Information about Cilantro from here

We try and bring a variety of recipe ideas to this blog, and not all may be suitable for you. If you may have any food allergies, or underlying health issues these must always be taken into account. 

All the best Jan

Wednesday 27 July 2016

Dr Aseem Malhotra : The Big Fat Fix

Rosamund Urwin writes, "Dr Aseem Malhotra orders a double helping of cheese. At Li Veli — an Italian bistro in Covent Garden — he picks a plate of Italian cheeses as a starter and then tucks into aubergine Parmigiana, a gratin with mozzarella and Parmesan.

This isn’t a “sod the diet” day, thought” day, though. Malhotra is a cardiologist, and this is how he thinks we should all eat. He puts grass-fed butter on his vegetables, and extra-virgin olive oil on everything else. And in his new documentary, The Big Fat Fix, he sets out why fat isn’t the enemy but sugar is, and how refined carbohydrates — white bread and white pasta — are false friends, to be consumed only in moderation.

“Some people have an outdated fear of fat,” the 38-year-old says. “It’s nonsense. We’ve got better data than we had years ago when it was said fat was the problem. Full-fat, non-processed dairy is good for the heart and fat keeps you fuller for longer.”

What about the old bogeyman of the food industry, saturated fat? “There are different types. Extra virgin olive oil — amazing for health — has about 14 to 20 per cent saturated fat. We should move towards food-based, not food-group, guidelines.”

Malhotra dismisses the current health consensus: “The focus has been on cholesterol, weight and burning calories — it’s all fatally flawed. The root cause driving heart disease and diabetes is insulin resistance. Insulin is a hormone that helps control glucose levels in the blood. What drives insulin resistance is a diet that’s high in sugar and refined carbohydrates.”

In The Big Fat Fix, Malhotra travels to Pioppi in southern Italy where the residents enjoy longevity and a healthy old-age with low rates of heart disease, diabetes and dementia. Britain’s bastardisation of the Italian diet means we think it means pizza and pasta. It doesn’t. It means oily fish and lots of vegetables. Pizza is a once-a-month treat; pasta is a starter. And in Pioppi, even a rare pudding was cooked in olive oil.

The Pioppi Protocol should be our dietary model, Malhotra says. His first advice to patients (he works at the Lister Hospital in Stevenage) is that they should eat a handful of nuts a day. Then they should cut all processed and refined sugar. They should never buy anything marked low-fat but should eat lots of veg and oily fish, which is high in Omega 3. Counting calories is out too: “It’s the quality of the calories you are eating that matters, not the number.”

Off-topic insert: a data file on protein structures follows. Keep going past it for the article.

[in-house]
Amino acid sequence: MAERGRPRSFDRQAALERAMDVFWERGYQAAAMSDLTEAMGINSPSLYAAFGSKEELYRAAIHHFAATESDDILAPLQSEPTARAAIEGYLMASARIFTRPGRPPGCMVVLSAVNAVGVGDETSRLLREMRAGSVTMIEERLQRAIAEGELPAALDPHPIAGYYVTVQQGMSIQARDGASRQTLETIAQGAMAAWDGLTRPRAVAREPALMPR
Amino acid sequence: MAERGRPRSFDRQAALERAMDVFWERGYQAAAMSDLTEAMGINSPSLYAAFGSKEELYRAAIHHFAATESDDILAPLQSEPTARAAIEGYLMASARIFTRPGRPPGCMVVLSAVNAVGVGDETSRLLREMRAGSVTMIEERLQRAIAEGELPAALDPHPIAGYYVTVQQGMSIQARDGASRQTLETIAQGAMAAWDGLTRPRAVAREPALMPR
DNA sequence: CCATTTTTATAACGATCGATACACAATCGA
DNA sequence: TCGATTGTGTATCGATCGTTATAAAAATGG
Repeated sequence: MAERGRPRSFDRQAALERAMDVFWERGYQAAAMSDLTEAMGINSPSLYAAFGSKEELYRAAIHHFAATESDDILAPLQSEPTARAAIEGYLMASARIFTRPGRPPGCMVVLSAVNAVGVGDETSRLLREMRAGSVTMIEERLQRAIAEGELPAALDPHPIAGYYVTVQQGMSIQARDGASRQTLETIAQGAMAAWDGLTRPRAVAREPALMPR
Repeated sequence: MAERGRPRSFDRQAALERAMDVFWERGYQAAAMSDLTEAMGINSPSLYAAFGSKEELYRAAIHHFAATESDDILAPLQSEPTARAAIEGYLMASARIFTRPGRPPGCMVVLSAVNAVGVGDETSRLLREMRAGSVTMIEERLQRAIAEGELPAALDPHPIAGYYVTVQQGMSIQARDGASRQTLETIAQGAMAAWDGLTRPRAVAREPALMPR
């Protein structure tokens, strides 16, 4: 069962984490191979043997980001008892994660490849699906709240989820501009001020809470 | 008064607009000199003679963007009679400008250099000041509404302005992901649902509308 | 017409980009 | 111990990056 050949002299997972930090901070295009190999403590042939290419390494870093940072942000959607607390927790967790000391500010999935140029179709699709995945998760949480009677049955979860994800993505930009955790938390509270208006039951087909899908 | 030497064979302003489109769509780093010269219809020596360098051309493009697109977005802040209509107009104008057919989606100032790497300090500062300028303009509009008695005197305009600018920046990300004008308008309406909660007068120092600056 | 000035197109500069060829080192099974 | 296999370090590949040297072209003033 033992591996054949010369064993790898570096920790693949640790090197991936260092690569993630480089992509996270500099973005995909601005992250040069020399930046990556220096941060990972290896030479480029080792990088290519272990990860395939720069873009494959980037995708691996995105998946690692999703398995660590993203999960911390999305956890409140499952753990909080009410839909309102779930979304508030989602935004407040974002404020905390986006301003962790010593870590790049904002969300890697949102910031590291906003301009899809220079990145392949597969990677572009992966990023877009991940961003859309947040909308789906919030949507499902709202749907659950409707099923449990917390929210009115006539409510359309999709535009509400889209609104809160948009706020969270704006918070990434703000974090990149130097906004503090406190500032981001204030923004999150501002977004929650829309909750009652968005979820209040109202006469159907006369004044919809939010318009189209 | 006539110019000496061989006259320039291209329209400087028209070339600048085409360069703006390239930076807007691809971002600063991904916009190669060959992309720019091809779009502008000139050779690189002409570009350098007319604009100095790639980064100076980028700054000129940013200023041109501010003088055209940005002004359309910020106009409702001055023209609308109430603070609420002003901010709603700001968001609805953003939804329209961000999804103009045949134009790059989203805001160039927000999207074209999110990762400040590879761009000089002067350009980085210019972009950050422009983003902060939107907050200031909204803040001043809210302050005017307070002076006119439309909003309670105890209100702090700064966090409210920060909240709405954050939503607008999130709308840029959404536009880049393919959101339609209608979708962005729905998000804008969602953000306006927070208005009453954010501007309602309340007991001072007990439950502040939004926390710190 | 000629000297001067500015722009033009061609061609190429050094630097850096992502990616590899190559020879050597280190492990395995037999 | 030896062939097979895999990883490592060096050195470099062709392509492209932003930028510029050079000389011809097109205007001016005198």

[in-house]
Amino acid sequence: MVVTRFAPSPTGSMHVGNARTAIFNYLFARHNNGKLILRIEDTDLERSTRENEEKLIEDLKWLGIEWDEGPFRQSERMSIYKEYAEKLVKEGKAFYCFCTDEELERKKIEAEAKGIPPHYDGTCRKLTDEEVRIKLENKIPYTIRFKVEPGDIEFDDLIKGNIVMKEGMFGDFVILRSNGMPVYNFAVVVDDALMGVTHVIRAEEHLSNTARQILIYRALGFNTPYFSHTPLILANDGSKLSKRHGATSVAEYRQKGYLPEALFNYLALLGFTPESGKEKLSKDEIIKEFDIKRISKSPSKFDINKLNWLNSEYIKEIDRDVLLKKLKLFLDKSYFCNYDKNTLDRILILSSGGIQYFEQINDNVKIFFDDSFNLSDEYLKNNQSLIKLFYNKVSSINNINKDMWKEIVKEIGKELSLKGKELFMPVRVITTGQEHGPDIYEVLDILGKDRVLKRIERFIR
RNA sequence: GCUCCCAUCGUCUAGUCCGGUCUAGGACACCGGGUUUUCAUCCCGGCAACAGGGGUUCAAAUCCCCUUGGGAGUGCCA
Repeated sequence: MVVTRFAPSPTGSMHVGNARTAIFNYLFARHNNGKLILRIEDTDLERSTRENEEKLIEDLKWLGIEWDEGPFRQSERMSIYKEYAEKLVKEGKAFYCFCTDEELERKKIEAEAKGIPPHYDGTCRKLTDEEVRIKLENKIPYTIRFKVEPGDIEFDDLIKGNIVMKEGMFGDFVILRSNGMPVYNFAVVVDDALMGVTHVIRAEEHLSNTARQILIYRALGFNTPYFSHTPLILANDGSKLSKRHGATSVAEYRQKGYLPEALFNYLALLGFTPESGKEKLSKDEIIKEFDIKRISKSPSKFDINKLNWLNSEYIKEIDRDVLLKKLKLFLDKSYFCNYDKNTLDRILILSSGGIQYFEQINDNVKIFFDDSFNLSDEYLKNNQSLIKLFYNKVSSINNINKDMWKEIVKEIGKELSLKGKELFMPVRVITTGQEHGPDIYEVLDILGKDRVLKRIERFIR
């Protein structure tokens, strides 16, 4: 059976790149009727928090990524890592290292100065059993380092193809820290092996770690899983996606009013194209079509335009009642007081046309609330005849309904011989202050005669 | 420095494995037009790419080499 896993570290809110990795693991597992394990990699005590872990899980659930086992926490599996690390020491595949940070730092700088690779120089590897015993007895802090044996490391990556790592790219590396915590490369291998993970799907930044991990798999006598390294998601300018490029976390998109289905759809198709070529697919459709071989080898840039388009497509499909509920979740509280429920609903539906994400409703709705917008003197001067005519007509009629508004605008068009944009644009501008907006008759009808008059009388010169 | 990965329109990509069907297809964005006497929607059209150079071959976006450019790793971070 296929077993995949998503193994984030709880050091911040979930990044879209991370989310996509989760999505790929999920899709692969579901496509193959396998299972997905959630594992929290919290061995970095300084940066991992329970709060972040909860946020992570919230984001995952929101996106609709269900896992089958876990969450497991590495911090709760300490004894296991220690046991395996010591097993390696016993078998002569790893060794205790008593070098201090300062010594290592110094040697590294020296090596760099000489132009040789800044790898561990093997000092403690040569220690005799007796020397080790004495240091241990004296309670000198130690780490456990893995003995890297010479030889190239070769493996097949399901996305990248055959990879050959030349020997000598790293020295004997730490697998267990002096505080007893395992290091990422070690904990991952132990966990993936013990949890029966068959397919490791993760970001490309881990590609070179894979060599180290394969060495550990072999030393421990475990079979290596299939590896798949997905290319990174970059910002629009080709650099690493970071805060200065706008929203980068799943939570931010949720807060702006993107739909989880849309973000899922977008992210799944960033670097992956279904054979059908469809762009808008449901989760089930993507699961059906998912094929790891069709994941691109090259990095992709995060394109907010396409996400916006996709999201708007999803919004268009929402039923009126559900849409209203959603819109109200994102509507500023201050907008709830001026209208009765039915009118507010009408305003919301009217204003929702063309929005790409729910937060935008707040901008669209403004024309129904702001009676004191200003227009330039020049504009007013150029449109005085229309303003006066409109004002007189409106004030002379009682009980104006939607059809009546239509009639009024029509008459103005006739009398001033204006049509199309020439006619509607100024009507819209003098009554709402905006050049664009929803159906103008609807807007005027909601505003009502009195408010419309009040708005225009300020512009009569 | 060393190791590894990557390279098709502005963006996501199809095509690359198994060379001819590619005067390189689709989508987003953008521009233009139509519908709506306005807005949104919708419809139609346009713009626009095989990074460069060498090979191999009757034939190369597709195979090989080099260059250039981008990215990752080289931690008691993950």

The effects, he says, are dramatic: “I don’t mean weight loss — although you may lose weight as a side-effect — I mean with health. We should focus on health not weight — and the weight will correct itself.”

Even the slim should heed this advice. Many have the “illusion of protection”, Malhotra says, because they aren’t struggling to button up their jeans. “Many of my patients’ measure of success is their weight and doctors focus too much on it too. There’s no such thing as a healthy weight. Forty per cent of people with a normal BMI will still get lifestyle diseases. The biggest risk factor for them is waist circumference."

Malhotra wasn’t always this way. He used to eat sugary cereal for breakfast. Finding himself starving at 11 am, he would reach for a KitKat. For lunch he might have pasta, while Dinner could be a curry with lots of rice. Since changing his diet, he’s lost a stone — and it’s all from around the waist.

What changed his view was seeing, as a junior doctor, the pressure on the NHS. “There was ever more misery, ever more people who were overweight or with Type II diabetes.”

He believed our dietary advice must be wrong, started investigating and noted conflicts of interest in the promotion of a low-fat diet. “I’ve been eating and sleeping this for five years.”

The Big Fat Fix also looks at exercise (there’s even a training montage!). Previously Malhotra was a drive-to-the-gym-and-pound-the-treadmill type. But then he spoke to orthopaedic surgeons, who said they were seeing people in their forties needing hip and knee replacements, and that no one should run on the pavement, or even treadmills.

Now he does a lot of squats, and focuses on compound movement. “Try not to sit for more than 45 minutes at your desk. Just stretch for 15 seconds or do a squat. For heart health, keep moving. Do what you enjoy: whether it’s cycling or walking.” In Pioppi there are no gyms. “If you look at the Mediterranean culture in the film, they walk everywhere. These people are living until 90! ” He also reckons we should have more sex — to reduce the odds of heart disease, obviously.

He is frustrated that so much focus is on working off calories. “It angers me that people are measuring how many they are burning on a treadmill. The body doesn’t work that way. The amount you burn from exercise is minimal compared with what people eat. If you want to put on weight, we tell you to exercise because it increases appetite.” 

He calls for a revolution in how we think about energy from food. “About 75 per cent of the calories we burn are for just keeping your organs going. I need energy for my brain, my heart. I don’t want to be fuelling that with stuff that’s going to give me heart disease and Type II diabetes. The idea that it doesn’t matter where the calories come from, you can just burn it off, is nonsense.”